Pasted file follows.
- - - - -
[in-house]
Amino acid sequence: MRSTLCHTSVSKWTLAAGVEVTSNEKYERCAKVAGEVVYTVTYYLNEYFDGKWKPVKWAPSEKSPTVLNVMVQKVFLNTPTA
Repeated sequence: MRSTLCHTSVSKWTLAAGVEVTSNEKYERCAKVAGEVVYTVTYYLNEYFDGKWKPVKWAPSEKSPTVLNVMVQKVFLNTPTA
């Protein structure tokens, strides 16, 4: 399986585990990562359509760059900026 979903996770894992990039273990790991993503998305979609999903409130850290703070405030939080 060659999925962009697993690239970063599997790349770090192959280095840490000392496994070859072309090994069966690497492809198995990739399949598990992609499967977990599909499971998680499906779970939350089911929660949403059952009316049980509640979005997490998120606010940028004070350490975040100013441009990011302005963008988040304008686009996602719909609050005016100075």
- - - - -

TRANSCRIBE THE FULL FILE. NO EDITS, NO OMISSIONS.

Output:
[in-house]
Amino acid sequence: MRSTLCHTSVSKWTLAAGVEVTSNEKYERCAKVAGEVVYTVTYYLNEYFDGKWKPVKWAPSEKSPTVLNVMVQKVFLNTPTA
Repeated sequence: MRSTLCHTSVSKWTLAAGVEVTSNEKYERCAKVAGEVVYTVTYYLNEYFDGKWKPVKWAPSEKSPTVLNVMVQKVFLNTPTA
């Protein structure tokens, strides 16, 4: 399986585990990562359509760059900026 979903996770894992990039273990790991993503998305979609999903409130850290703070405030939080 060659999925962009697993690239970063599997790349770090192959280095840490000392496994070859072309090994069966690497492809198995990739399949598990992609499967977990599909499971998680499906779970939350089911929660949403059952009316049980509640979005997490998120606010940028004070350490975040100013441009990011302005963008988040304008686009996602719909609050005016100075």